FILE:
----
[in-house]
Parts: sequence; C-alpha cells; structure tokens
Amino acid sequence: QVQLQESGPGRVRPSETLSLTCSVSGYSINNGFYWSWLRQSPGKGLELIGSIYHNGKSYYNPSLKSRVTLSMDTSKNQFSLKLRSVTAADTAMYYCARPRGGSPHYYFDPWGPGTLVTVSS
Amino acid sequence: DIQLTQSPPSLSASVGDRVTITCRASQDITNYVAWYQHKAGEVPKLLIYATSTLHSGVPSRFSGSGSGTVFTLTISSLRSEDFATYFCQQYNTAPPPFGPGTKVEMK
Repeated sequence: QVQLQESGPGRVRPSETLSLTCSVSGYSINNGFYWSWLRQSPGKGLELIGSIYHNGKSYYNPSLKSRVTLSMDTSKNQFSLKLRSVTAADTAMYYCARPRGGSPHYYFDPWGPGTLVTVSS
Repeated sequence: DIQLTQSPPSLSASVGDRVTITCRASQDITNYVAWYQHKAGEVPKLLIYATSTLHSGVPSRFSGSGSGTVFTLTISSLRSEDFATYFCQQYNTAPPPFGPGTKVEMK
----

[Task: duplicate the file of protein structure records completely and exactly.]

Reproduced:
[in-house]
Parts: sequence; C-alpha cells; structure tokens
Amino acid sequence: QVQLQESGPGRVRPSETLSLTCSVSGYSINNGFYWSWLRQSPGKGLELIGSIYHNGKSYYNPSLKSRVTLSMDTSKNQFSLKLRSVTAADTAMYYCARPRGGSPHYYFDPWGPGTLVTVSS
Amino acid sequence: DIQLTQSPPSLSASVGDRVTITCRASQDITNYVAWYQHKAGEVPKLLIYATSTLHSGVPSRFSGSGSGTVFTLTISSLRSEDFATYFCQQYNTAPPPFGPGTKVEMK
Repeated sequence: QVQLQESGPGRVRPSETLSLTCSVSGYSINNGFYWSWLRQSPGKGLELIGSIYHNGKSYYNPSLKSRVTLSMDTSKNQFSLKLRSVTAADTAMYYCARPRGGSPHYYFDPWGPGTLVTVSS
Repeated sequence: DIQLTQSPPSLSASVGDRVTITCRASQDITNYVAWYQHKAGEVPKLLIYATSTLHSGVPSRFSGSGSGTVFTLTISSLRSEDFATYFCQQYNTAPPPFGPGTKVEMK